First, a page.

A perusal of the aforesaid observations of the Division Bench shows that if a claim is made by the Plaintiffs in the plaint for interest not warranted by the statutory provision or by the contractual document, then the suit must be one which cannot be accepted as a summary suit. Once this is demonstrated, one of the two consequences must follow. The first and the more obvious is to grant the defendants unconditional leave to defend the suit. The second is to permit the plaintiffs to withdraw the Summons for Judgement with liberty to take out a fresh Summons for Judgement after amending the plaint and putting their house in order.
4. The aforesaid Division Bench judgement has been followed by another Division Bench in the case of Hydraulic and General Engg. Ltd., and Anr. Vs. Uco Bank (1998 1 LJ 793). In that case the learned single Judge had accepted the statement made by the Counsel for the plaintiff to the effect that the plaintiffs shall restrict their claim only to the amount of Rs. 44,91,631.94 and seek decree only in the said sum which was the amount of guarantee. Earlier, however, the learned Single Judge had accepted the defence of the defendants therein that the claim towards interest as made by way of Exh. 88 to the plaint could not have been included in a summary suit. Counsel appearing for the plaintiffs before the learned single Judge, on instructions, stated that in case the order of conditional deposit is passed and non-compliance therewith will entitle the plaintiffs to get the suit set down for ex parte then in that event the Plaintiff shall restrict their claim as mentioned above. The learned Judge accepted the statement and recorded the same. Thereafter conditional leave was granted to the defendants to defend the suit on deposit of Rs. 25 lakhs within ten weeks from the date of the order. This order of the learned single Judge was challenged in the appeal. The Division Bench allowed the appeal. In para 6 of the said judgment, the submission made by the Counsel for the defendants is noticed. In paragraph 7 of the judgement, the Division Bench accepted the aforesaid contentions. It was held that the observations made by the Division Bench in Appeal No. 1060 of 1986 as reproduced in para 3 above covers the controversy before the Division Bench in favour of the Appellants. The Summons for Judgement was, therefore, dismissed. It was further directed that it would be open to the plaintiffs to amend the plaint and then take out summons for Judgement after putting their house in order. The plaintiffs were granted four weeks time to complete the exercise. It was further directed that if not, unconditional leave to defend is granted to the defendants.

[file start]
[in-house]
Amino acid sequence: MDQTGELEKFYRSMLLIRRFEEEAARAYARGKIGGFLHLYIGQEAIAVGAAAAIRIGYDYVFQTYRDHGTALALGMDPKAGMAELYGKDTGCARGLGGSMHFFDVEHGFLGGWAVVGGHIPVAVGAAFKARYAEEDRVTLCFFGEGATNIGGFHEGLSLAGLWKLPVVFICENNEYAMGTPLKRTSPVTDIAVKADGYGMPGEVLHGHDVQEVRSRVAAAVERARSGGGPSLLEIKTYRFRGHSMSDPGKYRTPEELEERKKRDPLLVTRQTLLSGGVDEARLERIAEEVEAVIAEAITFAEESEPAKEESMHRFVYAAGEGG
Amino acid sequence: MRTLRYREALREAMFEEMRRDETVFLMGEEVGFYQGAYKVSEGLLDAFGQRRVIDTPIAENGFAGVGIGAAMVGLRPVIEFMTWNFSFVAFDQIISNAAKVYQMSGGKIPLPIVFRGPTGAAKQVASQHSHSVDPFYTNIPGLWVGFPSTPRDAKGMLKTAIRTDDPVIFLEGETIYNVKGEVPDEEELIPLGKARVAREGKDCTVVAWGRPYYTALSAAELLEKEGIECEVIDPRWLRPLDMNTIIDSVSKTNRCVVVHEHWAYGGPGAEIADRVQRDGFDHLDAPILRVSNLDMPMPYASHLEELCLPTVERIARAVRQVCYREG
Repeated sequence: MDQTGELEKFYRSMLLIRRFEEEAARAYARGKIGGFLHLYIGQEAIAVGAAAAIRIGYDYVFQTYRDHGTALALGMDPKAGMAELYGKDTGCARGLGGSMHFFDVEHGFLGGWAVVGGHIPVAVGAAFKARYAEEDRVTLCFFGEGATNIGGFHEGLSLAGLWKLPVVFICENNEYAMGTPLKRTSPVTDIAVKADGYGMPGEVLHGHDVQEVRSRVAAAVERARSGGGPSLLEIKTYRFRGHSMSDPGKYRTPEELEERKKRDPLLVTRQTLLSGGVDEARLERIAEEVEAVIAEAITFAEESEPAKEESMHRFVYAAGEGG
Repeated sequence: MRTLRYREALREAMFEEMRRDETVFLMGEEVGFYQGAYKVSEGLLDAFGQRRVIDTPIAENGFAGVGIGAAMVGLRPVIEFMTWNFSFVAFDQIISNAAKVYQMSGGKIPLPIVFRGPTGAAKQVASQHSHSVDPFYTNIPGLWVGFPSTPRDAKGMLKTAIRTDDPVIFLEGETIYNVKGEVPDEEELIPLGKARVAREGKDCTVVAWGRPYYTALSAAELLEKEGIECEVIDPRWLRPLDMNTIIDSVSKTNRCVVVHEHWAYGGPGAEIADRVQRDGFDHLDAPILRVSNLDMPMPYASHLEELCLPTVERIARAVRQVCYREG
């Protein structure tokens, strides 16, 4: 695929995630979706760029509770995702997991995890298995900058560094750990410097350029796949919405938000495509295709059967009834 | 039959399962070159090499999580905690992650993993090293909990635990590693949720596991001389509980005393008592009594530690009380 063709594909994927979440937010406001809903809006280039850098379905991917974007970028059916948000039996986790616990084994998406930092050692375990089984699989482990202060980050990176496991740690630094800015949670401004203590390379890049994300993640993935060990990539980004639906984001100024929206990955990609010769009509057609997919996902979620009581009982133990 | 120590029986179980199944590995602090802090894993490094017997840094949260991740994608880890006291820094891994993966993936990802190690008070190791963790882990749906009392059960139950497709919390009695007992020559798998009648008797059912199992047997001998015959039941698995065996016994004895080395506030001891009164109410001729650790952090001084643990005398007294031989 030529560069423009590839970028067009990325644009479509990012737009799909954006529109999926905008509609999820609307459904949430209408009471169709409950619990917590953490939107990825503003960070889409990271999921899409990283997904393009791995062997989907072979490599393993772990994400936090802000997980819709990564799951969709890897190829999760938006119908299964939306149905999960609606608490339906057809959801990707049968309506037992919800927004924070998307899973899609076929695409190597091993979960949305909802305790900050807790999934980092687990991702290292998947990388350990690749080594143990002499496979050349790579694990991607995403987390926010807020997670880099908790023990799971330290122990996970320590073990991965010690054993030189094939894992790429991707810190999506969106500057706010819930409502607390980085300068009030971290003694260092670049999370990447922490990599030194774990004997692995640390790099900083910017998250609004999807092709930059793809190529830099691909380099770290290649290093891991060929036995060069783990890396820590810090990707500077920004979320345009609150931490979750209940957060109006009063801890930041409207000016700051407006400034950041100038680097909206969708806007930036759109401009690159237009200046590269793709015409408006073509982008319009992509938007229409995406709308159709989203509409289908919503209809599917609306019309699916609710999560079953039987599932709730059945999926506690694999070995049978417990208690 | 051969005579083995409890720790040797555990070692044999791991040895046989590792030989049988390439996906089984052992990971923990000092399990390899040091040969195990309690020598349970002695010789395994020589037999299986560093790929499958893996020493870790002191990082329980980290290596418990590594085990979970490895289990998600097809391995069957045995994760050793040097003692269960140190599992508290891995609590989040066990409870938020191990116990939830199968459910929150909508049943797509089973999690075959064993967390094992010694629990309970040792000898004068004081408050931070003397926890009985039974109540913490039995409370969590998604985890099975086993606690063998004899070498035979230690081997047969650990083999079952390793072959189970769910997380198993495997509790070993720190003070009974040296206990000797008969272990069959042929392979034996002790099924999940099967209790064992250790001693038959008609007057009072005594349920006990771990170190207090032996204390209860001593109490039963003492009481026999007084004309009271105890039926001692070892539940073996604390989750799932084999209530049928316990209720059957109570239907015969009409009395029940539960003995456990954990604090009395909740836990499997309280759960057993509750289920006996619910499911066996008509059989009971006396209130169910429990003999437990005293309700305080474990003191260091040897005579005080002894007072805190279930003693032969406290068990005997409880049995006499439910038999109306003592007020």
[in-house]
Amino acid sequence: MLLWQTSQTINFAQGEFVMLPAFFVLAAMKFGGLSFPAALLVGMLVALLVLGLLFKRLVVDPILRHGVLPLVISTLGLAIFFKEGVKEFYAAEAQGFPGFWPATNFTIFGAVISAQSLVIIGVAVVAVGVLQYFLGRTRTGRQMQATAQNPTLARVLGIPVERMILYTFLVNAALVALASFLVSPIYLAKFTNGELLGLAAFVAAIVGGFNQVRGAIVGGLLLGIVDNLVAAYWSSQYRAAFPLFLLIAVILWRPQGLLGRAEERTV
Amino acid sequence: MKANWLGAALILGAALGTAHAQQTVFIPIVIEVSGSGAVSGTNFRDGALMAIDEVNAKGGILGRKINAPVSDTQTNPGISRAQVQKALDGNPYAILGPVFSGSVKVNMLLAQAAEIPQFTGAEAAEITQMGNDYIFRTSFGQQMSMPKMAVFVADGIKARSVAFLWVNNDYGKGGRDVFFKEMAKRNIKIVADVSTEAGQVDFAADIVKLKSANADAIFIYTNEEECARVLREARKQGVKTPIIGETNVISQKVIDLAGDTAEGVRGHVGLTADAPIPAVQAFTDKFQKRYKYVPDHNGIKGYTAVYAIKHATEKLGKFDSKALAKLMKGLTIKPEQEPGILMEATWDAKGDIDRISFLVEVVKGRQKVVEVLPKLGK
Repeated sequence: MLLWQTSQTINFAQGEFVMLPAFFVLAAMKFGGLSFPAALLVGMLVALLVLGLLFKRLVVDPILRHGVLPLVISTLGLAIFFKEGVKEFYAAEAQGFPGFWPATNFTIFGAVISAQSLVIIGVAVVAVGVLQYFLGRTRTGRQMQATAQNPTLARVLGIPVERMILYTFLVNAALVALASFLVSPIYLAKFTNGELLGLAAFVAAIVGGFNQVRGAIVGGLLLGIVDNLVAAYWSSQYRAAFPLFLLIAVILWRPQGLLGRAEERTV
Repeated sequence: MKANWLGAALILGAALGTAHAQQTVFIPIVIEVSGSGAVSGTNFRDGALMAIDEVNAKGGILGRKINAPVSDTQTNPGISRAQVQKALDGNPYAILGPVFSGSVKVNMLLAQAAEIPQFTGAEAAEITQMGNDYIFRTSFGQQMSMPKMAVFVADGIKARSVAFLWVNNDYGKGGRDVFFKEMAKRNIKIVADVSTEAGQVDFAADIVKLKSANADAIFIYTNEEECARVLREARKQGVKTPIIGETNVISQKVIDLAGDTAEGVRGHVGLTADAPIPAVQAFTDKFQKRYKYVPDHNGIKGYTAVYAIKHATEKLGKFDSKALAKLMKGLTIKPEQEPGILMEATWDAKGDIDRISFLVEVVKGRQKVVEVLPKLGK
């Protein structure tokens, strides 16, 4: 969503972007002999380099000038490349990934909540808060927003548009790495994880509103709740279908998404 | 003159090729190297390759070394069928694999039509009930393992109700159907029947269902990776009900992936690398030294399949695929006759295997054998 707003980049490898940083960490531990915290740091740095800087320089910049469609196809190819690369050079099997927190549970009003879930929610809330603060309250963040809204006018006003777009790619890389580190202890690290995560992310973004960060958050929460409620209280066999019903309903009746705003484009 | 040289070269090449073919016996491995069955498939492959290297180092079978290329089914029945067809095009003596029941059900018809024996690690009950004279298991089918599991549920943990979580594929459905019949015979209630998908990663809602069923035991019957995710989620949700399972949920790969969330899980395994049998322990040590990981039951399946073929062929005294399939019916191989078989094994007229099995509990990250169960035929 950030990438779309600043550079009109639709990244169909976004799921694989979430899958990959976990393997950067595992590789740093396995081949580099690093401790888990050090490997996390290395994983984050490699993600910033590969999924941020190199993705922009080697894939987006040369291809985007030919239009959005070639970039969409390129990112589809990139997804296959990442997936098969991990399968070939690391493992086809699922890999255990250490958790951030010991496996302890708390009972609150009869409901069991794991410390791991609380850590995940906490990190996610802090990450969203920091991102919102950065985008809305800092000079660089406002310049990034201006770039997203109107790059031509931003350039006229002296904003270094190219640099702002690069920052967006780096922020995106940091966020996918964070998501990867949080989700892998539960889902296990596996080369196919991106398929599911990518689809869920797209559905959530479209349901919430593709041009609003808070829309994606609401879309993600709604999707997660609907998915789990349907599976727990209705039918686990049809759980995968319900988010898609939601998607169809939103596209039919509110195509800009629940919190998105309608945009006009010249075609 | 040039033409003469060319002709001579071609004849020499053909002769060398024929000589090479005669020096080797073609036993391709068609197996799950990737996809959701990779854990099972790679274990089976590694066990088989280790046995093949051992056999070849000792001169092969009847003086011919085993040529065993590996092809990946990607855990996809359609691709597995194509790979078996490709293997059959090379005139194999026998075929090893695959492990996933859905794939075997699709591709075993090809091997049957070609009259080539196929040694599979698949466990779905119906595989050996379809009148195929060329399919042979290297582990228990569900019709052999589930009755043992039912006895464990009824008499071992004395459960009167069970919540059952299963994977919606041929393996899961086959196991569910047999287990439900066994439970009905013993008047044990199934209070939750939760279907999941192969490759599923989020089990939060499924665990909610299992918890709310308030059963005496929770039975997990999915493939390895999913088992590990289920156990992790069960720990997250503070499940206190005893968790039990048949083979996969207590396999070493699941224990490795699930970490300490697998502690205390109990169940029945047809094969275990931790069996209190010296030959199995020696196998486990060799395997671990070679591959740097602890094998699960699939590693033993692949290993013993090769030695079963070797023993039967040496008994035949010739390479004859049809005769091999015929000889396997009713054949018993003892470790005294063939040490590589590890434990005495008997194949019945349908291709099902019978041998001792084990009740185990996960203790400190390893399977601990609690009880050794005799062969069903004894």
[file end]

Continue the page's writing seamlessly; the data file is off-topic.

5. Keeping the aforesaid observations in view. I am of the considered opinion that the Court has a discretion as to whether to permit the Summons for Judgement to be withdrawn and enable the Plaintiffs to take out fresh Summons for Judgement after amending the plaint or to grant unconditional leave. As noticed above. Justice Vyas has refused to exercise discretion and decreed the suit.
6. In my view, the interpretation placed by Justice Vyas on Rule 227 of the High Court, O.S. Rules, is contrary to the law laid down by the Division Bench in Appeal No. 1060 of 1986 (supra). The aforesaid Division Bench judgment was given on 24th February, 1987 whereas Justice Vyas has given the judgement on 28th Feb. 1994. The aforesaid judgement of the Division Bench was not brought to the notice of Justice Vyas. On the other hand the view taken by Justice Mody seems to be in consonance with the view taken by the Division Bench in Appeal No. 1060 of 1986 which has been confirmed subsequently by another Division Bench in the case of Hydraulic and General Engg. (supra). The view taken by Justice Mody has also been followed by Justice Deshpande in order dated 6th October, 1998 in Summons for Judgement No. 385 of 1997 in Summary Suit No. 1584 of 1995. In the present case Mr. Sanglikar has himself admitted that the plaint in the present form could not be entertained as a summary suit. He had submitted that since there is a conflict between the views taken by Justice Vyas and Justice Mody the matter deserves to be referred to a larger Bench. In view of the fact that two Division Benches have already laid down the law, the submission made by Mr. Sanglikar has to be rejected.
7. In view of the above, I am of the considered opinion that the defendants are entitled to unconditional leave to defend the suit. The Plaintiff will be at liberty to take out any necessary amendments, if so advised. In view of the above, the request for withdrawal of the Summons for Judgement is declined.
8. Unconditional leave to defend the suit is granted to the defendants. Suit transferred to the list of Commercial causes. Written statement to be filed within 12 weeks from today. Affidavit of documents within eight weeks thereafter. Usual order as to discovery and inspection. Suit to come up on Board in usual course.
Summons for Judgement is disposed of accordingly. No order as to costs.
Prothonotary to act on the copy of the order certified by the Chamber Registrar of this Court.
Certified copy expedited.